Dublin Contemporary 2011
Dublin is proving itself as a legitimate artistic hub with the first occurrence of Dublin Contemporary. The first major exhibition of contemporary art in Ireland, the event is being held at Earlsfort Terrace until the end of October. Exhibited in an old Victorian building from the 18th century, the installations and the pieces match the décor which is ‘just enough’ decrepit to give them some soul, enabling them to escape the traditional ‘white cubes’ which are so often favoured by museums, foundations and galleries. Running the show under the direction of Jota Castro and Christian Viveros-Faune, four other institutions – among the largest galleries in the capital – have also been involved in the event : the National Gallery of Ireland, the Douglas Hyde Gallery, the Dublin City Gallery The Hugh Lane, and The Royal Hibernian Academy. Exploring the theme “Terrible Beauty: Art, Crisis, Change and The Office of Non-Compliance”, this first edition features the work of over 110 Irish and international artists. And with them, Dublin is making its mark on the international creative scene. Until October 31, 2011.
Thomas Hirschhorn, The Green Coffin, 2006, wood, spray paint, polystyrene, hands made of synthetic resin and ceramic, watches, tape, print, cardboard, fabric, chess pieces, chess boards, crustaceans made of plastic, sculpture photocopies, handbags, Courtesy of galleria Alfonso Atiaco. Photo © . Text Marie Le Fort .www.dublincontemporary.ie
Mumok – Museum of Desires
Made with angular basalt stone from the famous MQ (Museum Quarter), the MUMOK re-opened at the start of the month, in celebration of its tenth anniversary, the Museum der Wünsche – or Museum of Desires. The exhibition opens with La Vedova Blu, the hairy blue spider by Pino Pascali (1968), and highlights the richness of its modern and contemporary collection through paintings by Paul Klee and Gerhard Richter, installations by Sol Lewitt and Dan Flavin, a mural by Cindy Sherman and many more sculptures and photographs. A benchmark in this field. Until January 8, 2012.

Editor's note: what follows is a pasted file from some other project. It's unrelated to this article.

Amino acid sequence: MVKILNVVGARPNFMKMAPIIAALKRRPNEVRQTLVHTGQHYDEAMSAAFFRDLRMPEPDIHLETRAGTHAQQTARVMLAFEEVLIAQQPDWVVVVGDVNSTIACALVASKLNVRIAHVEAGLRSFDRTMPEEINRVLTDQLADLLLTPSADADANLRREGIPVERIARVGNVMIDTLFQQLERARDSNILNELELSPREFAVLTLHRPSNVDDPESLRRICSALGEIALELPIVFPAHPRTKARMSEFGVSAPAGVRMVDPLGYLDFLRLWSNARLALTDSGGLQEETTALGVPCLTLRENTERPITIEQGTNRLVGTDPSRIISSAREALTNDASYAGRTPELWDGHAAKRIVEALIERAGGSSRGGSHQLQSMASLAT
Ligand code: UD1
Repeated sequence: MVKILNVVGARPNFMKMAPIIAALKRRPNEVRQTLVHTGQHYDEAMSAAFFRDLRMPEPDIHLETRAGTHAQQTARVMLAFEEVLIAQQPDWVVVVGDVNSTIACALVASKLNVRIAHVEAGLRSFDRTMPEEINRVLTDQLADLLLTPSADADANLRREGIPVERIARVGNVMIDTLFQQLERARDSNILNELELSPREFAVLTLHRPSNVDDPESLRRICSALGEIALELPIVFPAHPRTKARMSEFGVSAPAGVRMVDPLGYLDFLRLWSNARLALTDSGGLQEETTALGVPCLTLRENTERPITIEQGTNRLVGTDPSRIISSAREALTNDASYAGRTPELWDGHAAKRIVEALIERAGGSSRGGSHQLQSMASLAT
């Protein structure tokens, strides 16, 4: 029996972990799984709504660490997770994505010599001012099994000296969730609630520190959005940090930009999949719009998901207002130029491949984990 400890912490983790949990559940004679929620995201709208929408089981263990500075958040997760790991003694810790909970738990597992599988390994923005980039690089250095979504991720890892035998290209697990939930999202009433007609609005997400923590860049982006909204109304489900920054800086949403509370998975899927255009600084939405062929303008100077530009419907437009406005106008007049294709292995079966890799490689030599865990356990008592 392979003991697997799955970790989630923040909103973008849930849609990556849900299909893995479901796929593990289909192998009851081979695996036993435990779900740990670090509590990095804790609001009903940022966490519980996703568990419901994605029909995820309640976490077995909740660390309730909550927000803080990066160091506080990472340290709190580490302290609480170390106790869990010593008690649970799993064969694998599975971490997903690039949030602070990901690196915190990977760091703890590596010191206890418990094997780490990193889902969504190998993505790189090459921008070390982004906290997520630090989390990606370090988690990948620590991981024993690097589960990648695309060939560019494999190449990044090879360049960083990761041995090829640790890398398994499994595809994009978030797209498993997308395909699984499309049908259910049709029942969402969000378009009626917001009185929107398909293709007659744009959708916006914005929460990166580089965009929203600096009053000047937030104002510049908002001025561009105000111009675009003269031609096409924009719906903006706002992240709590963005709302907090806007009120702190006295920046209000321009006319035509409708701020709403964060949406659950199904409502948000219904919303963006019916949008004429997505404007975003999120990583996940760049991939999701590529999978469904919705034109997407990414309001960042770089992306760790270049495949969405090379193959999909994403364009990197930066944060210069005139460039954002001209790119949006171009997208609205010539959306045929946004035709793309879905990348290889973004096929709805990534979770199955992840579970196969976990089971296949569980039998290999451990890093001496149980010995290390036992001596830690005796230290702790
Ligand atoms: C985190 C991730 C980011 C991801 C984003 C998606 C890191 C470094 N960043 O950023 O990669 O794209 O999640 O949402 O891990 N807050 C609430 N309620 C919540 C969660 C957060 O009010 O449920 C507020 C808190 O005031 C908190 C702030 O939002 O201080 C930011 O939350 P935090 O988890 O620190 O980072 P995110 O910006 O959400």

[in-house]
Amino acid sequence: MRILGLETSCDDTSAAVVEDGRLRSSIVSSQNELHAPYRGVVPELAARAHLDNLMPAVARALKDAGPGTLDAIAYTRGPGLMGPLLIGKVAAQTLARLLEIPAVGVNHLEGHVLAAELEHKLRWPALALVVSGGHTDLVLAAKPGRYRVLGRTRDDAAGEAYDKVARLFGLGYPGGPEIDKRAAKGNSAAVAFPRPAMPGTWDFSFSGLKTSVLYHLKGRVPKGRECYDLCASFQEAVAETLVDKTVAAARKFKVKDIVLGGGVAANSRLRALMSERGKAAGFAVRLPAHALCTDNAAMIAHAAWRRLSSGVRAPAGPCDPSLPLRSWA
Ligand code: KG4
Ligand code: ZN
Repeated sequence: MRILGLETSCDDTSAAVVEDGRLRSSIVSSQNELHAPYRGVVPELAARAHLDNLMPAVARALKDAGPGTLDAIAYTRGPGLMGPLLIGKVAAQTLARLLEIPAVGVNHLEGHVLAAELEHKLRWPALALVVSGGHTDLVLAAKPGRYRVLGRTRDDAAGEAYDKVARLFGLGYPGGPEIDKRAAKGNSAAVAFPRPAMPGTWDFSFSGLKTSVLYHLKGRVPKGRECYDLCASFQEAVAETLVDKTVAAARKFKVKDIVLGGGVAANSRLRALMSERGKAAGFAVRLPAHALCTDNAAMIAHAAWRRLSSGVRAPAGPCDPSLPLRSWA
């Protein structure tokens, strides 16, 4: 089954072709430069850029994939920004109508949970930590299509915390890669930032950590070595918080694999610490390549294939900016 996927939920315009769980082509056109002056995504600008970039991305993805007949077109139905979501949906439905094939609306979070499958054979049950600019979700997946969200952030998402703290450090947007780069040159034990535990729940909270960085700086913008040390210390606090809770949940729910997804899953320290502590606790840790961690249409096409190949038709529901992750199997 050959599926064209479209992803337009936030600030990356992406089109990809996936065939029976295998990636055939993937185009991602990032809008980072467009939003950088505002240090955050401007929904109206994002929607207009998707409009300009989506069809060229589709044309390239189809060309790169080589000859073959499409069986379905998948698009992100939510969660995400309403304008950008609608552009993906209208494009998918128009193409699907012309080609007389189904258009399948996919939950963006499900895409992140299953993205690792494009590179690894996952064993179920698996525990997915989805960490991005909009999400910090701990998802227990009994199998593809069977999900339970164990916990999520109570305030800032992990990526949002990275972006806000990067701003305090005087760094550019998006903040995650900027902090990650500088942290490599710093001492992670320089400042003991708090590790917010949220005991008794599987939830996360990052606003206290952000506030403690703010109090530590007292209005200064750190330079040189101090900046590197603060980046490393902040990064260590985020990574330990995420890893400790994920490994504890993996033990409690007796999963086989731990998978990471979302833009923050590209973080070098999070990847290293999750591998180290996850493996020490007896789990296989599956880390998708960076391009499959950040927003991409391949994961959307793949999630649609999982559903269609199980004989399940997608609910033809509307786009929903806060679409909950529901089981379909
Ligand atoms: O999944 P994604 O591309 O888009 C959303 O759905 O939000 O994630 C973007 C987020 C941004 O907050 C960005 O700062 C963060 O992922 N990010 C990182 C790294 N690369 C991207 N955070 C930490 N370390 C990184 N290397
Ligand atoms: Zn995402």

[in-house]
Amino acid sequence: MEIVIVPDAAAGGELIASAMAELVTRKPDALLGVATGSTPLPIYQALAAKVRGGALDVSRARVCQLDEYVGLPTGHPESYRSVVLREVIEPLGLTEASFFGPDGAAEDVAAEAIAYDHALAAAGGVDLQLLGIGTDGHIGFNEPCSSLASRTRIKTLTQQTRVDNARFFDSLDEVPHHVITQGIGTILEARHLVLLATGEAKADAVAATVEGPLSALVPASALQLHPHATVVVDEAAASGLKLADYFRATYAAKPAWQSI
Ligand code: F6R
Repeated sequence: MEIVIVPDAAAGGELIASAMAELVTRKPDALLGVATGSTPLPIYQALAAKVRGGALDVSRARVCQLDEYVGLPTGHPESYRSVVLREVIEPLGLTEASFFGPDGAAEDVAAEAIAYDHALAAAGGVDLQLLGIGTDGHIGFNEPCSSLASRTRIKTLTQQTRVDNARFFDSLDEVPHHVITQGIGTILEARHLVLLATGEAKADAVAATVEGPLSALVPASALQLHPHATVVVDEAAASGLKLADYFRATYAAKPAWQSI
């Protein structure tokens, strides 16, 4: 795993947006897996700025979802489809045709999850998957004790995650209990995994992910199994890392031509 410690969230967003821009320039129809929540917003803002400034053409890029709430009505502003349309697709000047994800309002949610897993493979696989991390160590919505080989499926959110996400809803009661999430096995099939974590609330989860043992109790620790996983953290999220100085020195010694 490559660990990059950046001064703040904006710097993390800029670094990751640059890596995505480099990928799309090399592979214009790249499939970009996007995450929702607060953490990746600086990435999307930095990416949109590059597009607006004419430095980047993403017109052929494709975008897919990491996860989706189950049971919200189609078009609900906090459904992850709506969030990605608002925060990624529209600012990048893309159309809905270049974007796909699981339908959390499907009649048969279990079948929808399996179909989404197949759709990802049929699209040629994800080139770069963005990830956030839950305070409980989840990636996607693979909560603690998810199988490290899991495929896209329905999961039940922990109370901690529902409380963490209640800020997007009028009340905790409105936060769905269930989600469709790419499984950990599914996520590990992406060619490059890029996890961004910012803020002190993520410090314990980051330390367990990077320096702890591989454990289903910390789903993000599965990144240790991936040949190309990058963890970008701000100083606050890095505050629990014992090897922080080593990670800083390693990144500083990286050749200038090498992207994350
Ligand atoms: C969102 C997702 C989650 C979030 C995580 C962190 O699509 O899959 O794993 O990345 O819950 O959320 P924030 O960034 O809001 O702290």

Text Marie Le Fort
With the exhibition “Painterly abstraction, 1949-1969: Selected works from the Guggenheim Collections,” the Guggenheim Bilbao takes a look at the trend of abstraction that took over artistic creation in Europe and North America during the two decades after the war. In response to the chaos caused by World War II and under the guise of existentialist philosophy, many European artists were in fact using hybridization and synthesis, and evolving from Abstract Expressionism to Informal Art, to escape the yoke of political and aesthetic tyranny. In their wake, the history of art was written in reference to the talent of Jean Dubuffet, Mark Rothko, Pierre Alechinsky, Lucio Fontana, Frank Stella, and Victor Vasarely…
Until January 8, 2012. Text Marie Le Fort Kenneth Noland, Changement de transmission (Trans Shift ), 1964, Acrylique sur toile, 254 x 288,3 cm, Solomon R. Guggenheim Museum, New York. Acquise grâce aux fonds apportés par Elaine et Werner Dannheisser et The Dannheisser Foundation 81.2812.
« Irving Penn and Issey Miyake: Visual Dialogue »
By orchestrating a meeting between two geniuses, the Design Sight in Tokyo created a visual dialogue between the photographs of Irving Penn and the cuts of designer Issey Miyake And as the great photographer said of the Japanese designer in 1988: “He takes his inspiration from natural forms – shells, seaweed, pebbles – and natural materials – paper, silk, cotton, bamboo – and adds to them a mysterious air of mythology and folklore. His creations are not ‘fashionable’ but bring to the women who wear them a richness that makes them even more beautiful.”
Open until January 29, 2012.
Text Marie Le Fort www.2121designsight.jp
Between strength and fragility.
Jean-Michel Othoniel at Leeum Samsung Museum of Art in Seoul.After being shown at the Centre Pompidou in Paris, the retrospective by Jean-Michel Othoniel “My Way” is currently being exhibited, in South Korea, at the Plateau du Leeum Samsung Museum of Art in Seoul, until November 27, 2011. Through a medium of imaginary worlds, mythological inspirations, dream metaphors and personal experiences, the sixty works made from sulphide, phosphate, blown glass and wax by the French artist, who comes across fragile and naïve in appearance, are telling a story about sexuality, the ambivalence of the world, and the tension between beauty and repulsion. It is a tribute to the Surrealist artist and to popular culture. The retrospective will later be installed at the Hara Museum in Tokyo and at the Brooklyn Museum in New York (August 17 to November 9, 2012). The Plateau gallery (formerly the Rodin Gallery) reopened in May 2011 and houses permanent the two most important pieces of work ever done by the master, ‘Les Bourgeois de Calais’ and ‘Les Portes de l’Enfer’.
Jean-Michel Othoniel. Visit the retrospective of “My Way” at the Leeum Samsung Museum of Art / Plateau (From September 8 to November 27, 2011). © ADAGP, Paris, 2011. Texte PLUME www.plateau.or.kr